Sorry Joel for butting in and giving Brooke the info.

  14. Brooke Says:

    Thank you Kevin for the info! I did put in the blog I posted that it was for anyone to answer. I kinda hate to bug Joel with “silly city-girl” questions!! I know everyone is busy, so thanks for your time!! I will print this and give it to Cindi! I can help her once they get bigger, but I just don’t know much about the babies!
    Looking forward to the eggs!!!

  15. grace davenport Says:

    Hello Joel, this is the old woman from Muhlenberg County, western Kentucky. It is good that you knew your grandfather and learned of the great hardships we faced in Kentucky. As you know, we were a strong and enduring people, bonded by our common suffering. I have been reading the archives, as I can. I am now understanding what a “blog” is — it is somewhat like what “we” had, a diary. I live in Los Angeles, but my heart yearns for the soil of my home, Kentucky. Your children look healthy and happy. Always remember the spirit of our forebearers.

  16. Brooke Says:

    Mrs. Davenport,
    WOW, how in the world did you end up in Los Angeles?? I also am not all that informed about “blogs” you I think I was also looking up a plant or something like that.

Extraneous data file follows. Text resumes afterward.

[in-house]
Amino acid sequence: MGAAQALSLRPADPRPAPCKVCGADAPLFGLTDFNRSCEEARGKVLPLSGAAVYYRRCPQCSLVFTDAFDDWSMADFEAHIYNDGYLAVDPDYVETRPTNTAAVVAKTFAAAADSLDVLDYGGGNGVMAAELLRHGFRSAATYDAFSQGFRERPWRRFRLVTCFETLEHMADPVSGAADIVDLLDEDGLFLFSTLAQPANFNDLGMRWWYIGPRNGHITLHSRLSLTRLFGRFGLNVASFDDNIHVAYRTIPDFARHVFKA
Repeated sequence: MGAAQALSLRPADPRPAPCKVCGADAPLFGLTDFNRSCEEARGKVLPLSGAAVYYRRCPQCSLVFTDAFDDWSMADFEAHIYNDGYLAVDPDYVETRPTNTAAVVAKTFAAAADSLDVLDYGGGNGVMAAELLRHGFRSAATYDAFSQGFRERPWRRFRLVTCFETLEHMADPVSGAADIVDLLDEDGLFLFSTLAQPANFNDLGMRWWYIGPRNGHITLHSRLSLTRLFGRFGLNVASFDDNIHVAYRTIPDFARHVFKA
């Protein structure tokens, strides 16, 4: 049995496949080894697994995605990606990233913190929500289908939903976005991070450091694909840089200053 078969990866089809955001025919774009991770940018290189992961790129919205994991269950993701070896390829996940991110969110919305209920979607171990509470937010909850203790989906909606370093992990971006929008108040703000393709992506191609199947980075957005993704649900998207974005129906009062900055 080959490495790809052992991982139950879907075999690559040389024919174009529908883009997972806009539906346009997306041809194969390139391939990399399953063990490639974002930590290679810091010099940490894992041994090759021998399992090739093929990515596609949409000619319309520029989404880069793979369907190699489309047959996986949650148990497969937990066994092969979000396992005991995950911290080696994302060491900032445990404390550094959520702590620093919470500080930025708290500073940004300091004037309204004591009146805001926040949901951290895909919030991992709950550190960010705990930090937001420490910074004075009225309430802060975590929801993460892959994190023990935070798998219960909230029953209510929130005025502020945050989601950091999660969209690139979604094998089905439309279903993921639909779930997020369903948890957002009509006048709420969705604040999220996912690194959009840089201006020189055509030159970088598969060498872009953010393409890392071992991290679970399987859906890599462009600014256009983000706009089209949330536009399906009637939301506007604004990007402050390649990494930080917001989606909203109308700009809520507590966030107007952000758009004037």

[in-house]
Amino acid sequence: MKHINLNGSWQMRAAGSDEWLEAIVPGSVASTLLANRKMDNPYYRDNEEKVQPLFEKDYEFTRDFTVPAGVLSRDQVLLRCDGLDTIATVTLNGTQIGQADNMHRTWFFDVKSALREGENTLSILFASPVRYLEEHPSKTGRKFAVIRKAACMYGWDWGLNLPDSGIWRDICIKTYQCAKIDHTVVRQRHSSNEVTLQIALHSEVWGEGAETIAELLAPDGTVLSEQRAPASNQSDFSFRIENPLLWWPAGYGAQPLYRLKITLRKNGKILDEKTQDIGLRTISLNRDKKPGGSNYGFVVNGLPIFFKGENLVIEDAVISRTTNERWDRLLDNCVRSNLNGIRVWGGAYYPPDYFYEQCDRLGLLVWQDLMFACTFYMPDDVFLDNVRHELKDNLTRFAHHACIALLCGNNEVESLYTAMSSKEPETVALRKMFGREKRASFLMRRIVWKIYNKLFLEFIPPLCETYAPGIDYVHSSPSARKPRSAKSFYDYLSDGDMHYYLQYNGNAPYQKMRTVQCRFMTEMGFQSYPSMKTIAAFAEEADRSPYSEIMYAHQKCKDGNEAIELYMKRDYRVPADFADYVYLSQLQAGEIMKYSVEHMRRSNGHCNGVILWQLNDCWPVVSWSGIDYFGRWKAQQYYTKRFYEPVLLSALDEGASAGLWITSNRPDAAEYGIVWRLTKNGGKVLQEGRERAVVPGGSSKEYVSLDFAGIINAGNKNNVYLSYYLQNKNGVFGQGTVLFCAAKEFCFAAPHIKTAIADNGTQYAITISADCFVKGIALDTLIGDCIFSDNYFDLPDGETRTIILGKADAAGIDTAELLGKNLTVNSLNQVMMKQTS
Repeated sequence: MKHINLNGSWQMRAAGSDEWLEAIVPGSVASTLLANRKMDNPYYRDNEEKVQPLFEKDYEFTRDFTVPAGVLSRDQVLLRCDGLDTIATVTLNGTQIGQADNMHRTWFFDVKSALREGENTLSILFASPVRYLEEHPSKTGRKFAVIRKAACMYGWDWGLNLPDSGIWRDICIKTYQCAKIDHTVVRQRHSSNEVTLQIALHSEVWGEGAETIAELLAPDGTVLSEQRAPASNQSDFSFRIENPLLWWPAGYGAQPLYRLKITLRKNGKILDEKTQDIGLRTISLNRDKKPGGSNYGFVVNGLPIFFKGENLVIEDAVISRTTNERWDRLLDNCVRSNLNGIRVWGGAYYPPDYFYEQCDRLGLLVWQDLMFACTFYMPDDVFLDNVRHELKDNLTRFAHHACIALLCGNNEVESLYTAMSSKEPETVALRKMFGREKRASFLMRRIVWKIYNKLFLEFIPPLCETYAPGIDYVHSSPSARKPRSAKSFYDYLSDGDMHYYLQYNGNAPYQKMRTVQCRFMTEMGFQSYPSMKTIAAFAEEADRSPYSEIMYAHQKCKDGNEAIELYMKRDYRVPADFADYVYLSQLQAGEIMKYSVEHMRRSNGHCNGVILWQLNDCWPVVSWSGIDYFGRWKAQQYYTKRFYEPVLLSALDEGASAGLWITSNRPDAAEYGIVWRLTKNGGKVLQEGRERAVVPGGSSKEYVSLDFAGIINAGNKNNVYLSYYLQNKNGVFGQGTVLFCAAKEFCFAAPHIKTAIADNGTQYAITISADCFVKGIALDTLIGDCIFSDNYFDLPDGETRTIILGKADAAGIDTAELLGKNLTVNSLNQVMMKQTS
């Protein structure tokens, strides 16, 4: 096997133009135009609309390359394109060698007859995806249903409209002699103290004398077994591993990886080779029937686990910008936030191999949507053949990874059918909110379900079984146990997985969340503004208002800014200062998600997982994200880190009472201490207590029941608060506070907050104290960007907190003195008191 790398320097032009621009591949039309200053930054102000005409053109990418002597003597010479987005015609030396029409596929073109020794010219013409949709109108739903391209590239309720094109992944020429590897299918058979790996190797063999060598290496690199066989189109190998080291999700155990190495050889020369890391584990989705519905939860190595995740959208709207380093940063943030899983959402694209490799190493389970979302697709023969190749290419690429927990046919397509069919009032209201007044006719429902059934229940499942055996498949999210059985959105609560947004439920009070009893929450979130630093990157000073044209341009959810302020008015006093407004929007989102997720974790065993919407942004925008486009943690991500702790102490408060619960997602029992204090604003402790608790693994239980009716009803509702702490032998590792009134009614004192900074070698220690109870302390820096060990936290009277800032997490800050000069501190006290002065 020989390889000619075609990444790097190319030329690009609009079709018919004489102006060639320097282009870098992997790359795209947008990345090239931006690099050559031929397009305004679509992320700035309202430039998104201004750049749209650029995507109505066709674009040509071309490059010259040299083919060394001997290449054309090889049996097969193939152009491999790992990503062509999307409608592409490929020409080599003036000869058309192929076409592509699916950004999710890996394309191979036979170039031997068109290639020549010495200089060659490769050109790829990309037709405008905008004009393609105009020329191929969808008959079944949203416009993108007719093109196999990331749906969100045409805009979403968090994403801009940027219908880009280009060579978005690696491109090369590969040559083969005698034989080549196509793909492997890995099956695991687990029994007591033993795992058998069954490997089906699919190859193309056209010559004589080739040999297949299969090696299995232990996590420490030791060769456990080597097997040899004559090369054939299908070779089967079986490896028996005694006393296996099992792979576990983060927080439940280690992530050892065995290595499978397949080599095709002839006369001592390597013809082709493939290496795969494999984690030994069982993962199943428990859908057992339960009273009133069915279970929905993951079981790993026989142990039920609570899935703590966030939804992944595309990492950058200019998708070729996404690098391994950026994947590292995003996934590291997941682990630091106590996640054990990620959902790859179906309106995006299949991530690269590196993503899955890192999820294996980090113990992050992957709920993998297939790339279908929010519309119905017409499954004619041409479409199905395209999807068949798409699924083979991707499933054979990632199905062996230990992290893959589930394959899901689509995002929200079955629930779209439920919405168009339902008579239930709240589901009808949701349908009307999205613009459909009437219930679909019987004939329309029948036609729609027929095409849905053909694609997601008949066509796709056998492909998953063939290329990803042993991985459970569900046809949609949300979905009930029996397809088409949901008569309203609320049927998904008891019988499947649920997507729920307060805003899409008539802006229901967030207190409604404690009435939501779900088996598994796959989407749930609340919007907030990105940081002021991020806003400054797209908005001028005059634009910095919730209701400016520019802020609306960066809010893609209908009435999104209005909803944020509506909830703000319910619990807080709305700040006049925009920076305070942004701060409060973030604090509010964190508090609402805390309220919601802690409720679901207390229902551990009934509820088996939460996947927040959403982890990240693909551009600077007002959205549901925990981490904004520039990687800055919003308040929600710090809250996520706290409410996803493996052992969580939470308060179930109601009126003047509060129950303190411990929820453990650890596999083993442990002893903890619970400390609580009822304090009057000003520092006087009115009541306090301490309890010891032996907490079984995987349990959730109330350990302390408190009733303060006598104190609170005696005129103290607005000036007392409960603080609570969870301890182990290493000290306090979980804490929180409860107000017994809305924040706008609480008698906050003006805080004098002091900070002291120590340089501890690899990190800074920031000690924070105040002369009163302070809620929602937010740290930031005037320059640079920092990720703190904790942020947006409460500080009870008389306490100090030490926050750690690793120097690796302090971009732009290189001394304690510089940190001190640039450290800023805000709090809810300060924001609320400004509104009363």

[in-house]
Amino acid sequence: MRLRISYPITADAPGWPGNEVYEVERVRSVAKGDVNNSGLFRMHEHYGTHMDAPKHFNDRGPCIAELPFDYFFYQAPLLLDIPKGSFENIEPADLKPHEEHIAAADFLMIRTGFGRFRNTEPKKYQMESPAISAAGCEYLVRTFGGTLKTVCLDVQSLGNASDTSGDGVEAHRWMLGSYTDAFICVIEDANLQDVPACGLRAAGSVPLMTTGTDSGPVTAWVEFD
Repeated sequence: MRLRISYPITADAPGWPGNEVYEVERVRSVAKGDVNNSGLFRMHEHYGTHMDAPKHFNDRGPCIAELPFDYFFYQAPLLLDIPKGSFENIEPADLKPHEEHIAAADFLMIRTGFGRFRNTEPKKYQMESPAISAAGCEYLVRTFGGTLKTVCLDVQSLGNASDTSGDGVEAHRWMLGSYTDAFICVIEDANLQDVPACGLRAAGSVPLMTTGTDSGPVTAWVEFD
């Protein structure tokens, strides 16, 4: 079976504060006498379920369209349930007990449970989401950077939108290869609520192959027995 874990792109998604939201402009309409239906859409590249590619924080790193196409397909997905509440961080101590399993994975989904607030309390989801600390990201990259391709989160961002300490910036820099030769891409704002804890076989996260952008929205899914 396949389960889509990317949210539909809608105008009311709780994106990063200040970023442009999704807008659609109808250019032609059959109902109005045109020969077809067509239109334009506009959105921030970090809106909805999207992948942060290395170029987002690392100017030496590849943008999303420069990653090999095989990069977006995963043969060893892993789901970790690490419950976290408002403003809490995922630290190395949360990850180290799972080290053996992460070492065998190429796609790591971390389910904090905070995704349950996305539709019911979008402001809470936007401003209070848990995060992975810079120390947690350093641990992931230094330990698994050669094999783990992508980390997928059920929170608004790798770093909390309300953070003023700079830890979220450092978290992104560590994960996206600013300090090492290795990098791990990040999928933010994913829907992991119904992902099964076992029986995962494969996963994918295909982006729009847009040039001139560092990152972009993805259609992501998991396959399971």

Anyway, I miss my Mother in law….and her stories of growing up. She was at least 10 yrs older than you….as sharp as a tack and very quick whitted. She passed a year ago. At 89 yrs of age, still driving, so well that I trusted her with my son’s.

  17. joelw Says:

    Sorry about the delay responding, just been terribly busy. Glad Kevin jumped in to help. We alway raised our babies on a wire floor (1/4 inch mesh hardware cloth). We used chick starter, always medicated. All that’s ever been available to me. The first few days we put newspaper down on the wire with food scattered on it as well as in a feeder. A few times on the first day we would catch them and dip their beak in water to make sure thay understand where the water is. It helps to add a lil sugar to the water or karo syrup for energy. Try to keep chicks around 90 degrees for the first week or so and then you ca back off on the temp about a degree a day. There are instructions on Murray McMurray website if either of us left anything out! Feel free to ask those “city girl” anytime you want!

    Thanks for the help!

    Thanks for the comment! You’re right, one of my most treasured things in life is memories of my grandfather. I don’t think there are any stronger people out there than Kentuckians. One other thing that bonded most people in that era was religion. Glad to have you reading!